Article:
The World Health Organization (WHO) Executive Board designated “2020 Year of the Nurse and the Midwife” in honor of the 200th birth anniversary (May 12) of Florence Nightingale (1820-1910).1 The WHO is focused on mobilizing nurses and midwives to achieve universal healthcare coverage since they serve as the bridge to patients, communities, and institutions globally.
Year of The Nurse 2020
Florence Nightingale’s legacy is extremely relevant as our modern world is in the midst of the Covid-19 global pandemic. Covid-19 has spread to over 190 countries and territories, prompting governments to essentially cause a global standstill. Healthcare workers are at the frontline, working night and day to treat those infected while scientists are working around the clock to produce a vaccine.
Modern nursing finds a proud heritage in its founder, Florence Nightingale—a mystic, visionary, reformer, healer, environmentalist, feminist, practitioner, scientist, and politician.2-4 Her contribution to nursing theory, research, statistics, public health, and health care reform are foundational and inspirational; her spiritual example prompts us in our own healing journey.
Nightingale has captivated the hearts and minds of people globally by sharing significant stories about humanity and human caring for the health of the world—keenly relevant for today. In our time, the same environmental and social issues hat were of concern to Nightingale — are now understood as key factors in achieving global development and global health. Since 2015, these issues have been identified as the United Nations 17 Sustainable Development Goals (SDGs).5 Indeed, “health” is a central common thread that runs through all 17 SDGs.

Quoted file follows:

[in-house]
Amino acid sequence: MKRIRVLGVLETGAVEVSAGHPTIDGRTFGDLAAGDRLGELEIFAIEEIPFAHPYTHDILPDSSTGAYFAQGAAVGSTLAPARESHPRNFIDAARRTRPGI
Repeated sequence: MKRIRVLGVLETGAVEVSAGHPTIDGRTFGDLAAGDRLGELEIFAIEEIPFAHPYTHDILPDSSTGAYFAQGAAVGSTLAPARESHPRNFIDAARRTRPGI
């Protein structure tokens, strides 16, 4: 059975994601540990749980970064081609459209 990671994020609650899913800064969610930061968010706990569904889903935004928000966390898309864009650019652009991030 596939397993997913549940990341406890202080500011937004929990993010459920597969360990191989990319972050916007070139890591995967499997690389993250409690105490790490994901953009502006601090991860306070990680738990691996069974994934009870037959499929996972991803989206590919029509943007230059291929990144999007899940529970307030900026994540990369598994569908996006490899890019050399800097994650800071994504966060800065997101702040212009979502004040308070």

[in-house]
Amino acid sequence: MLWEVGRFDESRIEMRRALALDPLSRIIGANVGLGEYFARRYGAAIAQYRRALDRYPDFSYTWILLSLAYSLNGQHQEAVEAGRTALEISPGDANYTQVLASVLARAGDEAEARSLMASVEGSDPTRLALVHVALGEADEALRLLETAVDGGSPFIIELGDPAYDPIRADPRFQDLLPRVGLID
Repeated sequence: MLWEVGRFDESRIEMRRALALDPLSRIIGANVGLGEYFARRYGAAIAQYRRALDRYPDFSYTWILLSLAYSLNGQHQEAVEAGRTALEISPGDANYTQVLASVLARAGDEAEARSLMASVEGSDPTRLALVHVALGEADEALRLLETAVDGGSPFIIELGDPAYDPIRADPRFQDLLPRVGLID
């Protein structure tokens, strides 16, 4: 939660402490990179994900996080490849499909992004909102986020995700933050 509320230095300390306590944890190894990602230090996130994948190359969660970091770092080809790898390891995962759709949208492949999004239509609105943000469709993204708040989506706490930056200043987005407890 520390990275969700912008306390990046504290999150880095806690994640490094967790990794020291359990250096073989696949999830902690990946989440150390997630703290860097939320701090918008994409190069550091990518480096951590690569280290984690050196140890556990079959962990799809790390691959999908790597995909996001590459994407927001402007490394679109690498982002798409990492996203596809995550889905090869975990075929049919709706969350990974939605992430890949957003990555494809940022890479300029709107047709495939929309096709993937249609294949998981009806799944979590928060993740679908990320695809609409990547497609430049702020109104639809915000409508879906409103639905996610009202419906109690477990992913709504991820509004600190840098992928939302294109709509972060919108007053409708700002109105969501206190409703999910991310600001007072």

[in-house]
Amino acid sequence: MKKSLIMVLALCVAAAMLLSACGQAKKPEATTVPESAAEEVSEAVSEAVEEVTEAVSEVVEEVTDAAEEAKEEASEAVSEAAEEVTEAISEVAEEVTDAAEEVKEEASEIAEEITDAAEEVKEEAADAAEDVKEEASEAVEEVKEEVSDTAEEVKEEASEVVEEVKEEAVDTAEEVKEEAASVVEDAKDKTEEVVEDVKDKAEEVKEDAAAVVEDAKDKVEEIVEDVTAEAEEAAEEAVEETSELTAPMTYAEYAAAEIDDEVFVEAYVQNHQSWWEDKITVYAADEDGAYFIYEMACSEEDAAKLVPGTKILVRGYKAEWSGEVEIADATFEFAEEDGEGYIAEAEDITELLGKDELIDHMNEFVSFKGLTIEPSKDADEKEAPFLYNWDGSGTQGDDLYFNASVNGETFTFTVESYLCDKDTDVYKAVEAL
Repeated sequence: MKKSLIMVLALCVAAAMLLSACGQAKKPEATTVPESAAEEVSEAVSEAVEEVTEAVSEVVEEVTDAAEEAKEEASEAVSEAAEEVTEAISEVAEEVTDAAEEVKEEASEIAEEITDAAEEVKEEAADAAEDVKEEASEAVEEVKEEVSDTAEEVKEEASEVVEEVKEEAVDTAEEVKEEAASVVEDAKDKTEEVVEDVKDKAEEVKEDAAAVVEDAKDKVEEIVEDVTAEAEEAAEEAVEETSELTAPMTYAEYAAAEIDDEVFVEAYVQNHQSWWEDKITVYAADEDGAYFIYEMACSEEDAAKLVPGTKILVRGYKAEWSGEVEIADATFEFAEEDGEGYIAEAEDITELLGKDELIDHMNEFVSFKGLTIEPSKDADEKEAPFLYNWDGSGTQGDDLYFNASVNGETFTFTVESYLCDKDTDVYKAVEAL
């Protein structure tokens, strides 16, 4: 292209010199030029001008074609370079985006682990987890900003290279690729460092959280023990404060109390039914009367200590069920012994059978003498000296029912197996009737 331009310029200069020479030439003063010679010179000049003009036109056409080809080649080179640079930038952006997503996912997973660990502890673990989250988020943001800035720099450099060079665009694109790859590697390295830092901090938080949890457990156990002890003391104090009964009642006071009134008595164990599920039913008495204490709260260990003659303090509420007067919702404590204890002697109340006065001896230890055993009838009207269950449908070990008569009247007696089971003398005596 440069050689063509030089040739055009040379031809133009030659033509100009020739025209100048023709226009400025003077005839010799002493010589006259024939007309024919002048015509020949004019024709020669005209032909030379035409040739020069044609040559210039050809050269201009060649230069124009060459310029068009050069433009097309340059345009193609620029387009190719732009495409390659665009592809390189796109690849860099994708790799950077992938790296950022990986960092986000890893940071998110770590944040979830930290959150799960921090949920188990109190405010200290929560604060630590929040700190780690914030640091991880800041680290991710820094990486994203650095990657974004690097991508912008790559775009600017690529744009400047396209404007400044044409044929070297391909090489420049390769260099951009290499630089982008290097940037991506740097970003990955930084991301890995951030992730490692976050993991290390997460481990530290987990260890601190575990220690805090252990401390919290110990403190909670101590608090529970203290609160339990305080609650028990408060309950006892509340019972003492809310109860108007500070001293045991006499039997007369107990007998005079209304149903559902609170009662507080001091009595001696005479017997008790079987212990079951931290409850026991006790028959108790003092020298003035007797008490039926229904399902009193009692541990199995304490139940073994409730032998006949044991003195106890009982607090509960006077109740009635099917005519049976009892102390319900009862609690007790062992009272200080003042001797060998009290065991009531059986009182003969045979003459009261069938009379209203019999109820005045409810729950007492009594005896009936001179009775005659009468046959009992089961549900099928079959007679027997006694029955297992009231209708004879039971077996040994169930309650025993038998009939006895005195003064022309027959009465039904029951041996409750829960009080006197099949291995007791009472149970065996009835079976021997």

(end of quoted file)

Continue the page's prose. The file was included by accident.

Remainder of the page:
As we move through the COVID-19 pandemic, global nurses and midwives are expanding their consciousness to raise their powerful voices as planetary citizens, becoming more aware of strategies for personal and planetary health (local to global), and resulting in an ideal of healthy people living on a healthy planet worldwide.6 Planetary citizenship requires nurses and midwives and all concerned citizens to strive for universal human dignity, and to embrace a holistic awareness of honoring all of life for the sustainability of self, others, and our environment.
As concerned global citizens, you are invited to sign the Nightingale Declaration for a Healthy Word at https://www.nighvision.net/declaration.html
- World Health Organization (WHO). (2019a). Executive board designates 2020 as the “Year of the Nurse and Midwife”. Retrieved from https://www.who.int/hrh/news/2019/2020year-of-nurses/en
- Nightingale Initiative for Global Health. 2020 Year of the Nurse and Midwife. Retrieved from https://www.NIGHvision.net
- Dossey, B. M. (2010). Florence Nightingale: Mystic, visionary, healer (Commemorative ed.). Philadelphia, PA: F. A. Davis.
- Beck, D. M., & Dossey, B. M. (2019). In Nightingale’s footsteps—individual to global: From nurse coaches to environmental and civil society activists. Creative Nursing: A Journal of Values, Issues, Experience and Collaboration, 25(3), 258-263. https://doi.org/10.1891/1078-4518.104.22.1688
- United Nations. (2016). Transforming our world: The 2030 Agenda for Sustainable Development. Retrieved from https://sustainabledevelopment.un.org/content/documents/21252030%20 Agenda%20for%20Sustainable%20Development%20web.pdf
- Dossey, B.M., Rosa, W.E., & Beck, D.M. (2019). Nursing and the Sustainable Development Goals: From Nightingale to now. American Journal of Nursing, 119(5), 44-49. https://doi.org/10.1097/01. NAJ.0000557912.35398.8f